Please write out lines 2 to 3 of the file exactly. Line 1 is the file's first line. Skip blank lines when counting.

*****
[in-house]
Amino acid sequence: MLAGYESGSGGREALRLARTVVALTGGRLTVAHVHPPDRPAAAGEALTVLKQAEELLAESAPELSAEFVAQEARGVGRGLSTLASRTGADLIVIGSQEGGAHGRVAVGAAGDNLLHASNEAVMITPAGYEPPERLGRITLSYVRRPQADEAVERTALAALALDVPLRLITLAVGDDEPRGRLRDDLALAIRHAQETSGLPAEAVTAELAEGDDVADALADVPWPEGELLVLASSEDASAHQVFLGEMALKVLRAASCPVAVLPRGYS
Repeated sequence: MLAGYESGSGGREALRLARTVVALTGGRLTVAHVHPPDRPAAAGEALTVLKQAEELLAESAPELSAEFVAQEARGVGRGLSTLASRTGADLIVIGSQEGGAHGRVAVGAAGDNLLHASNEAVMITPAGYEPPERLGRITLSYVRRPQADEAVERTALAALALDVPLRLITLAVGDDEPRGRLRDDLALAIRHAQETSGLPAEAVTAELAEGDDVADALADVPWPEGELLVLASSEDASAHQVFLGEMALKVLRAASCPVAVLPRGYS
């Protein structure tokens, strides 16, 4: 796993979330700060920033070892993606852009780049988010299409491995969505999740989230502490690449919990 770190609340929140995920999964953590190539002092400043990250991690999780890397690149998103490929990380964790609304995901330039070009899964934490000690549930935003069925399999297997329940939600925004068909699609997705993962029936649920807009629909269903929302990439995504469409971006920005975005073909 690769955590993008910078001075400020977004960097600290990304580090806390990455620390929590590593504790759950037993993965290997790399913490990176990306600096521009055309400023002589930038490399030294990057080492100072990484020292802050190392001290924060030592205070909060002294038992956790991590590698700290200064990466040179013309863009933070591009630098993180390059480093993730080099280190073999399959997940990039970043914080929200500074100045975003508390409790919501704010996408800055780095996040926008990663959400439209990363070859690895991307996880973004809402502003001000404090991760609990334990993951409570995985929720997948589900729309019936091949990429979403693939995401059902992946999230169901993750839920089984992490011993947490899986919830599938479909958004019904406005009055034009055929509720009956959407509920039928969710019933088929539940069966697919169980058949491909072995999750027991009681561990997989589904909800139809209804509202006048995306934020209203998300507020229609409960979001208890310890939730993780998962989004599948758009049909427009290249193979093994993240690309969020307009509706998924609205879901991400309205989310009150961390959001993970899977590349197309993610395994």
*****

Amino acid sequence: MLAGYESGSGGREALRLARTVVALTGGRLTVAHVHPPDRPAAAGEALTVLKQAEELLAESAPELSAEFVAQEARGVGRGLSTLASRTGADLIVIGSQEGGAHGRVAVGAAGDNLLHASNEAVMITPAGYEPPERLGRITLSYVRRPQADEAVERTALAALALDVPLRLITLAVGDDEPRGRLRDDLALAIRHAQETSGLPAEAVTAELAEGDDVADALADVPWPEGELLVLASSEDASAHQVFLGEMALKVLRAASCPVAVLPRGYS
Repeated sequence: MLAGYESGSGGREALRLARTVVALTGGRLTVAHVHPPDRPAAAGEALTVLKQAEELLAESAPELSAEFVAQEARGVGRGLSTLASRTGADLIVIGSQEGGAHGRVAVGAAGDNLLHASNEAVMITPAGYEPPERLGRITLSYVRRPQADEAVERTALAALALDVPLRLITLAVGDDEPRGRLRDDLALAIRHAQETSGLPAEAVTAELAEGDDVADALADVPWPEGELLVLASSEDASAHQVFLGEMALKVLRAASCPVAVLPRGYS